Roth IRA accounts have been available since 1997. Unlike a Traditional IRA, Roth IRA contributions are taxed in the year of the contribution but never taxed again if certain requirements are met.
If you are a single filer with gross income of up to $52,525 or joint filers with gross income of up to $105,050 for the 2020 tax year, all of your income is taxed at 12% or less, and we strongly encourage you to make Roth IRA contributions rather than Traditional IRA contributions.
The magic of compounding means, the earlier you start, the greater the tax-free growth within the account. If you are 20 when you start making contributions, you could be looking at four doubles of your original contribution by the time you retire at age 60. That means a $6,000 contribution this year could grow to $96,000, creating $90,000 of tax-free income for your retirement years.
With today’s historically low income-tax rates, it would be prudent to put as much money as one can into a Roth IRA. Always consult your CPA before making this decision, but one could argue the tax-free growth and withdrawals outweigh the hurt of paying today’s top tax rates.
Contribution and Income Limits
For 2021 eligible individuals can contribute up to $6,000 if they are under age 50 and $7,000 over the age of 50. You can contribute 100% of any eligible income up to these limits.
For single filers with Adjusted Gross Income of less than $125,000 ($124,000 for 2020) can make a full Roth IRA contribution. If the adjusted gross income is between $125,000 and $140,000 ($124,000 to $139,000 for 2020) they can make a partial Roth IRA contribution. For joint filers the threshold is below $198,000 AGI ($196,000 for 2020)and the phaseout is between AGI of $198,000 to $208,000 for 2021 ($196,000 to $206,000 for 2020). For adjusted gross incomes above these amounts, a back-door Roth IRA strategy will be needed.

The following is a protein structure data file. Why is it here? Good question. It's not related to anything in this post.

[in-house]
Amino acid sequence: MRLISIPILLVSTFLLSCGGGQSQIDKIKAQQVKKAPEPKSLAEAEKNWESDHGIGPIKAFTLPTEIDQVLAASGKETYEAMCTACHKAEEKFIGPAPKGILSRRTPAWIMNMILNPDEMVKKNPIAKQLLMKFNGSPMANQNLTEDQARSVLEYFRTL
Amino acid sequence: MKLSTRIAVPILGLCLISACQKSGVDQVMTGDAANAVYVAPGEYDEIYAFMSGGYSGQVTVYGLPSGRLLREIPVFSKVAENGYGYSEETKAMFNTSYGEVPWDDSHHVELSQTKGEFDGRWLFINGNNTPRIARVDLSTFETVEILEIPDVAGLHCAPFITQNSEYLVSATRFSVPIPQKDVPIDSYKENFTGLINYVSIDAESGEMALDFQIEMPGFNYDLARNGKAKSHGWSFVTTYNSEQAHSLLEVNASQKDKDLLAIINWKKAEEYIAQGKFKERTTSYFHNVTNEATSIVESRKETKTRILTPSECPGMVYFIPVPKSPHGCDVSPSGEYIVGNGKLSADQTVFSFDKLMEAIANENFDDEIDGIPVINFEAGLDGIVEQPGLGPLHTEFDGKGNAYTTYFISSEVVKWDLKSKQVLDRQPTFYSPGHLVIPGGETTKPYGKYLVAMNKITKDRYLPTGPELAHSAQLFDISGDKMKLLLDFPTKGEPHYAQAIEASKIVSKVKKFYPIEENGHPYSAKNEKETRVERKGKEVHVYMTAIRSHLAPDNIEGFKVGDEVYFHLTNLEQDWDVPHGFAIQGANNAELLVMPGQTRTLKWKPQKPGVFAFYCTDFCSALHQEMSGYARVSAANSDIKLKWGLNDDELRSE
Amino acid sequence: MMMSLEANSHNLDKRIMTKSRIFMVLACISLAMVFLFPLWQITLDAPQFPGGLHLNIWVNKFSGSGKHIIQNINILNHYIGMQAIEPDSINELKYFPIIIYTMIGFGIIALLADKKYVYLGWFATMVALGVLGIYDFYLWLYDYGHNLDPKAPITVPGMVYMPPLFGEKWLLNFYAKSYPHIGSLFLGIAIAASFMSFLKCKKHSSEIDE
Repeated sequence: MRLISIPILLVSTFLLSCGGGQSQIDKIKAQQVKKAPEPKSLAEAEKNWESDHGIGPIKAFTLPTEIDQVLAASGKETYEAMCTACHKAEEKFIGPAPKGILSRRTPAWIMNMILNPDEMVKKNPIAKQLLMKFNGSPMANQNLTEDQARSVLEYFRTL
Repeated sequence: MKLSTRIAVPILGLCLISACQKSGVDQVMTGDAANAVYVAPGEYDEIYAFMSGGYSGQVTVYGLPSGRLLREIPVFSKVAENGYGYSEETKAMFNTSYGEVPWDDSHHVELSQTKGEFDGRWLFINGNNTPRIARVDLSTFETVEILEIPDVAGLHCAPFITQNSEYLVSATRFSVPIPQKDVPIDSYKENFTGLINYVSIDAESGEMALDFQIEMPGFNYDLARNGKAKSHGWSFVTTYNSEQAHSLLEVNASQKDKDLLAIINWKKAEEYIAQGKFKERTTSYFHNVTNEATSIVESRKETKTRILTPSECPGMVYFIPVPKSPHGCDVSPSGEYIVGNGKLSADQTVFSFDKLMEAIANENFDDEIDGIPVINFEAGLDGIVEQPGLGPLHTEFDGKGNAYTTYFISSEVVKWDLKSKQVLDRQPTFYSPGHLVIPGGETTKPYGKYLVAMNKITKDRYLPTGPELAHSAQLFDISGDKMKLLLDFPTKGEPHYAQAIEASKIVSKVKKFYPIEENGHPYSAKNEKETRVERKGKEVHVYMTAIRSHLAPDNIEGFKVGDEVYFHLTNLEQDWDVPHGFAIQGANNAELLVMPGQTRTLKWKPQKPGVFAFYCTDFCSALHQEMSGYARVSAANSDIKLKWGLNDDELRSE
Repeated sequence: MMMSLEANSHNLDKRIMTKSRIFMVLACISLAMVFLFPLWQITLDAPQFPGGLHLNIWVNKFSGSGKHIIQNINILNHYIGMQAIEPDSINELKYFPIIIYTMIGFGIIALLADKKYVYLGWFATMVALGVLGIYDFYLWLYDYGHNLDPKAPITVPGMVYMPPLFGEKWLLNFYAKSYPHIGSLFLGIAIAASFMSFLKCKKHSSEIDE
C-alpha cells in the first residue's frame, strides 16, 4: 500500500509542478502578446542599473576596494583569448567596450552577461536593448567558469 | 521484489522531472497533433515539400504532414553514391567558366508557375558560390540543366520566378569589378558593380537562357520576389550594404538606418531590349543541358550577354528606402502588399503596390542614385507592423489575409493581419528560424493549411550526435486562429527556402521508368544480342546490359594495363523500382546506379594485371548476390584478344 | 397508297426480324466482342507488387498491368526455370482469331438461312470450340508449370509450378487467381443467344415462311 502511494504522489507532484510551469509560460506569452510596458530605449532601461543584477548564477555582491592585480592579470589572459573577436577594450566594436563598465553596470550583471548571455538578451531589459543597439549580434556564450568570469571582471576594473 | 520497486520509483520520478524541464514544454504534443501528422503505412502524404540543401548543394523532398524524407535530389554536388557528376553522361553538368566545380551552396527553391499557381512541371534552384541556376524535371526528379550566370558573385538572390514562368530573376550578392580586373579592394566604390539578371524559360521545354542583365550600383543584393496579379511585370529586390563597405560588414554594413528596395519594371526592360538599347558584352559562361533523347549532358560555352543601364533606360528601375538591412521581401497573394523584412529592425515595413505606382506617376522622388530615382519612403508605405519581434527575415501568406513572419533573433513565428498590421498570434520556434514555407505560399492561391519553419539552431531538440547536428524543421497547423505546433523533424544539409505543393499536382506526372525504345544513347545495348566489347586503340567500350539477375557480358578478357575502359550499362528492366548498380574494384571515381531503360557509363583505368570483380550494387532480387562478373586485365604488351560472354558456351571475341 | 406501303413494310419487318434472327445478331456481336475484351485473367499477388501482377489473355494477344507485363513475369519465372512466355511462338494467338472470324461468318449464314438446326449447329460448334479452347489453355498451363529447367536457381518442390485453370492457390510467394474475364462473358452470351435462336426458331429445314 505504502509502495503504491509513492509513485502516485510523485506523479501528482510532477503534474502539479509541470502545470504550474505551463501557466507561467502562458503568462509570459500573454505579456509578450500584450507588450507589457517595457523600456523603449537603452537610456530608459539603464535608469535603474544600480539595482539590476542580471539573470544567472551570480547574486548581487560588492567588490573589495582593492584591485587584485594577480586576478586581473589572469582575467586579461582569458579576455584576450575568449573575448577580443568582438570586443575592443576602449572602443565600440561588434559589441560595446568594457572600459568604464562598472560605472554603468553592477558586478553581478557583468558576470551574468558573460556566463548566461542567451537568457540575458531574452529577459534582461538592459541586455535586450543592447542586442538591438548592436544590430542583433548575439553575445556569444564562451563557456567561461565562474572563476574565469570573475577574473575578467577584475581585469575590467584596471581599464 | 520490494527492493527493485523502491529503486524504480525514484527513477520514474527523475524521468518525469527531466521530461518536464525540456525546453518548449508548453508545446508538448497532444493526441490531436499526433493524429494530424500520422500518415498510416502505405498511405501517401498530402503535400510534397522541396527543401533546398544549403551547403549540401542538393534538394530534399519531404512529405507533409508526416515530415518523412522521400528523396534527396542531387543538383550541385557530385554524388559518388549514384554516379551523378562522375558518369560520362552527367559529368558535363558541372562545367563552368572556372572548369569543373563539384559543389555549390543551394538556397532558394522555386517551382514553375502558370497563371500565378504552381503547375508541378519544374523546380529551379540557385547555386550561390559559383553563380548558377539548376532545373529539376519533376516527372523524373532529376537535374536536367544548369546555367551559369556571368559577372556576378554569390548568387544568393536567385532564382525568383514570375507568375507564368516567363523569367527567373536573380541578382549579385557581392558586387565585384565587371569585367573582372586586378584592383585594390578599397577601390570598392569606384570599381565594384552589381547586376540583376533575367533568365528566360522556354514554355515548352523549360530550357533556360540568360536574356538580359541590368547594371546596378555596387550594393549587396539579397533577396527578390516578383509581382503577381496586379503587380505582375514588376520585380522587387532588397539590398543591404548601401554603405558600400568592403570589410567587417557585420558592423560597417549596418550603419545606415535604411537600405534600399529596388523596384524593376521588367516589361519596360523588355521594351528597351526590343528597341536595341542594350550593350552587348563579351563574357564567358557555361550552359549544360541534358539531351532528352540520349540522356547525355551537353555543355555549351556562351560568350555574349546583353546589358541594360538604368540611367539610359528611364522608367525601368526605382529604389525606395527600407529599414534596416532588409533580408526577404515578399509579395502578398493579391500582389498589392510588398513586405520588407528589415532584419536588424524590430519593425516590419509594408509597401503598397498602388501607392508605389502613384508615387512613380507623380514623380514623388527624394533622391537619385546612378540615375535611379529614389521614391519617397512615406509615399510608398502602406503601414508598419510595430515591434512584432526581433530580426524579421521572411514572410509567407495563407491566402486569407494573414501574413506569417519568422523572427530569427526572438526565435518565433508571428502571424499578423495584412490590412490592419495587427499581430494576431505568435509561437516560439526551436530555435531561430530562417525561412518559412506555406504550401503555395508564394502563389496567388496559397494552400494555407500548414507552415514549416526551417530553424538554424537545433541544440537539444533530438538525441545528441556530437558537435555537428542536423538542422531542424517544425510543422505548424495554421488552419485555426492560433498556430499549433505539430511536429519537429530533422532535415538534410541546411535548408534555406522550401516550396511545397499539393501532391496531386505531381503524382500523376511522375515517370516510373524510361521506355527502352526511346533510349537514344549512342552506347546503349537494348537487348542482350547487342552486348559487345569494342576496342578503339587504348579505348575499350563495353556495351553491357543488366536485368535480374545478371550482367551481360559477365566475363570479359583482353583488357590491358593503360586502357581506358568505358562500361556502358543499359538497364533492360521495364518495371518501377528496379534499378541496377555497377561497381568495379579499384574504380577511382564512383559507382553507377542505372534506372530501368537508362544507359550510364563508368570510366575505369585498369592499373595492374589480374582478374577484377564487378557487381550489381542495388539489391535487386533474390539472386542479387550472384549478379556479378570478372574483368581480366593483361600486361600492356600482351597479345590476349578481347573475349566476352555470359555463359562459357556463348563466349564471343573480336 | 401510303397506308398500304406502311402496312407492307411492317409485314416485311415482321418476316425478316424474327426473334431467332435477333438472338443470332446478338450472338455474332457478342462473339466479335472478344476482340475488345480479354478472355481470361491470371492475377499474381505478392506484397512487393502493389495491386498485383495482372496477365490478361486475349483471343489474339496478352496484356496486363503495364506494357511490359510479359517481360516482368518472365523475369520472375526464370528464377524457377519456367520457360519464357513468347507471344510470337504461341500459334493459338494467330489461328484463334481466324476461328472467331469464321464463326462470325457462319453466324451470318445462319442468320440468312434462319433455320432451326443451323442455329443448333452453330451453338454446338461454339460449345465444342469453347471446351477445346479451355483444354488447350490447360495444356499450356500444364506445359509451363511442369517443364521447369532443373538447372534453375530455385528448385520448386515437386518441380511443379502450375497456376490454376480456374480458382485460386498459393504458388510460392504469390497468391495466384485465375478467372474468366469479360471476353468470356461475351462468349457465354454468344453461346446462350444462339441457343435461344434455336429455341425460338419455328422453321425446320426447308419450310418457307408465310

Back-Door Roth IRA Contributions
Without income limitations for converting assets in a Traditional IRA to a Roth IRA, many who are disqualified for income resort to the back-door method for funding a Roth IRA. This works because anyone may open and contribute to a non-deductible Traditional IRA, even if you are covered by a qualified retirement plan.
Once the funds are deposited into the non-deductible Traditional IRA, they can then be converted to a Roth IRA. This has the same net income-tax effect as contributing directly to a Roth IRA. The IRS recently loosened the back-door conversion rules and allow for immediate conversions, where in the past investors were recommended to wait a few months before converting to satisfy the IRS.
The 5 Year Rule
Another reason to open a Roth IRA is the flexibility it can provide to fund emergencies that may arise over your life.
You can always withdraw any Roth IRA contributions you have made without taxes, after all, you paid income tax on the money prior to making the contribution. However, if you haven’t had the Roth IRA open for at least five years, your distribution could still be subject to a 10% tax penalty, similar to the early withdrawal penalty for Traditional IRAs.
The five years for withdrawals begins on January the 1st of the year you open the account, not when you make subsequent contributions. There is also a five-year rule for Roth IRA conversions that start in January of the year you make a conversion; this prevents someone from using a Roth IRA conversion to avoid early distribution penalties from early Traditional IRA withdrawals.
The Younger, The Better
Tax-free growth and tax-free distributions are very enticing, especially for young investors. The more time your account grows tax-free, the better. Another point to make is that the more of your nest egg you have in a Roth IRA, the less your Required Minimum Distributions (RMDs) will be during retirement. Which inherently leads to you and your financial advisor having more ability to control/minimize income taxes during retirement years.